An attractive, fast-growing oak with rounded form, outstanding fall color, and strong architectural branching. Mature height is 40-60’and spread of approximately 35-45 feet. Nuttall oak is considered one of the most widely adaptable oaks and is tolerant of occasional flooding and wet soils while quite also adapted to moderately dry soil. This species has few insect & disease problems and is easy to transplant. Acorns are very distinct and develop to one inch long and wide. Abundant acorn production is loved by many species of wildlife, especially squirrels and other small mammals. Nuttall oaks do best in loamy soils but will also thrive in clay soils with poor drainage. Like other large oaks, plant in full sun.

    nuttall oak quercus texana
    Nuttall oak
    Image courtesy of Nancy Loewenstein, Auburn University,
  • October Glory red maple (Acer rubrum 'October Glory') - available 2023 at Aiken

    Red maple ‘October Glory’ is a red maple cultivar that has exceptional red, fall color with an oval-rounded form. The mature height is 40’-50’. Spring flowers are red before foilage emerges. Easily grown in average, medium to wet, well-drained soil in full sun to part shade. It is best to grow away from sidewalks and driveways, but great for lawns.

    october glory
    October Glory red maple
    Image courtesy of John Ruter, University of Georgia,
  • Shumard oak (Quercus shumardii) - available 2023 at Aiken

    One of the largest species of oaks with a rounded form, mature height & spread of 40-60 feet, and outstanding red fall color. Spine-tipped leaves are an attractive dark green color. This stately native is fast-growing, very adaptable, and tolerates drought, compaction, and pollution. Acorns are abundantly produced and loved by deer and squirrels. Plant in full sun in its preferred moist, well-drained soils.

    Shumard Oak (Quercus shumardii) Photo courtesy of David Stephens,
    Shumard Oak
    Photo  courtesy of .
  • Swamp white oak (Quercus bicolor) - available spring 2023 at Spartanburg

    A beautiful, native oak with a broad, rounded canopy shorter trunk and typical mature height of 50-60 feet with similar spread. It grows naturally in moist soils of bottomlands, swampy areas, and other lowlands. This is a tough, urban tree that is quite tolerant of both moist and drier, upland soils, clay soils and compaction. Large-lobed leaves are thick and shiny green with silvery-white undersides. Fall color is an attractive yellow that transitions into shades of reds and occasionally reddish-purple.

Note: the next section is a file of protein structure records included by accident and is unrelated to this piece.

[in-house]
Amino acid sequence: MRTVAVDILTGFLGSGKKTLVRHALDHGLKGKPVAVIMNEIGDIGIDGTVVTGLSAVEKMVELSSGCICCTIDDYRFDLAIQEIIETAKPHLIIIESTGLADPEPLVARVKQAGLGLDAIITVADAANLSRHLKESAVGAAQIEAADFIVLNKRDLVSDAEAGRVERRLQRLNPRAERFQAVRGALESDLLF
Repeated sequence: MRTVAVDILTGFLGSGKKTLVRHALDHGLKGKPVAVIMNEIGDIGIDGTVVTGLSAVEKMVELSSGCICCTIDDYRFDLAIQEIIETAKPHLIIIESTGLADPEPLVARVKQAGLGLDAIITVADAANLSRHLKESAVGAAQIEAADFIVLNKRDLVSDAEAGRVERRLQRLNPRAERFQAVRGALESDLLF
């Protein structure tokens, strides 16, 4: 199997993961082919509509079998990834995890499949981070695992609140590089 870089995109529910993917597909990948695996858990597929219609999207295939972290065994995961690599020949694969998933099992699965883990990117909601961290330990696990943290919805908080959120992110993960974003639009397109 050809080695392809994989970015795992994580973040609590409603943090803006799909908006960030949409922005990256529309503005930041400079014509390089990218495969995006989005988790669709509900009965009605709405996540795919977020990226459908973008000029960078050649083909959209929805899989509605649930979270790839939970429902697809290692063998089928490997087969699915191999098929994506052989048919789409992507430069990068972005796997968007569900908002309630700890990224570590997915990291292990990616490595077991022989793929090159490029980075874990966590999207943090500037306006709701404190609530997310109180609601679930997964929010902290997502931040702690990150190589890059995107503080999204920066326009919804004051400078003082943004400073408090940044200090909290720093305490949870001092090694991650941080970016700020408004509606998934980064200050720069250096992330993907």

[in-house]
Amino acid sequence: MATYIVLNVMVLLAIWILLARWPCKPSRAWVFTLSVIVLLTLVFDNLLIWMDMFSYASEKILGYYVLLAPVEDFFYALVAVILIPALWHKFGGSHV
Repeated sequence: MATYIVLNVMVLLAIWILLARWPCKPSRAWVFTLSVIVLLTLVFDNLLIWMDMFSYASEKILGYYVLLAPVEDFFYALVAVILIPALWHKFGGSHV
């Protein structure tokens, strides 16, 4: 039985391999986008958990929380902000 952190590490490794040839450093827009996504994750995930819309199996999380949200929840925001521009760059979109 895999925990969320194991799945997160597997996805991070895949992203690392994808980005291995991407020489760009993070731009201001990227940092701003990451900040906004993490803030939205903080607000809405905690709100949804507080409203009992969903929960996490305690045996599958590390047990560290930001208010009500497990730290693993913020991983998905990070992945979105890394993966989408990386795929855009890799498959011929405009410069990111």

Swamp White oak (Quercus bicolor)
    Swamp White oak
    Image courtesy of
  • Sweetbay magnolia (Magnolia virginiana) - available spring 2023 Spartanburg

    A moderately quick-growing, small to medium-sized tree with a vase-shape, mature height and spread of 20-50 feet x 15-20 feet. Springtime blooms decorate this tree with beautiful, fragrant, creamy white flowers. Leaves are semi-evergreen to evergreen, 4-6 inches long and elliptically shaped. Bark is thin, smooth, and gray, becoming scaly as the tree matures. Although this tree occurs extensively in the low country, it has also adapted successfully on drier sites and in Piedmont soils of the upstate.

    Sweetbay magnolia (Magnolia virginiana) Photo courtesy of John Ruter, University of Georgia,
    Sweetbay magnolia
    Photo courtesy of John Ruter, University of Georgia,
  • White oak (Quercus alba) - available spring 2023 at Spartanburg

    White oak is a massive, long-lived stately tree with a wide-spreading, horizontally-branched crown that boasts an exquisite, wine-red fall leaf color that later fades to winter shades of brown. This native reaches grows to 80-100 feet in the wild and 60-80 feet tall and wide in the urban environment, providing ample shade for larger landscape spaces. Shiny, bright green leaves have finger-like lobes, and large, acorn fruits that are largely commonly consumed by squirrels, woodpeckers, turkey and white-tailed deer. Numerous butterflies use white oak as a host tree. Bark is ash-gray and scaly on young trees and ridged and platy on older trees. White oak is fairly adaptable, grows very well on most urban sites, preferring sites offering full sun and rich, well-drained soils.

    White oak (Quercus alba)
    White oak
    Image courtesy of SC Forestry Commission
  • Willow oak (Quercus phellos) - available 2023 at Aiken

    The fast-growing willow oak can reach over 70’ in height with more than a 40’ to 50’ foot spread. The pyramidal shape in youth gives way to a rounded canopy in middle and old age, with lower branches drooping toward the ground. The long, light green willow-like leaves create dense shade and a graceful effect turning bright yellow before they fall. Willow Oak is a tough tree well adapted to urban conditions but can develop chlorosis of high pH soils so be sure to plant on only acid or neutral soil. Willow oak has no major problems and tolerates clay, salt, poor drainage and compacted soil.

    willow oak
    Willow oak
    Photo Image courtesy of Vern Wilkins, Indiana University,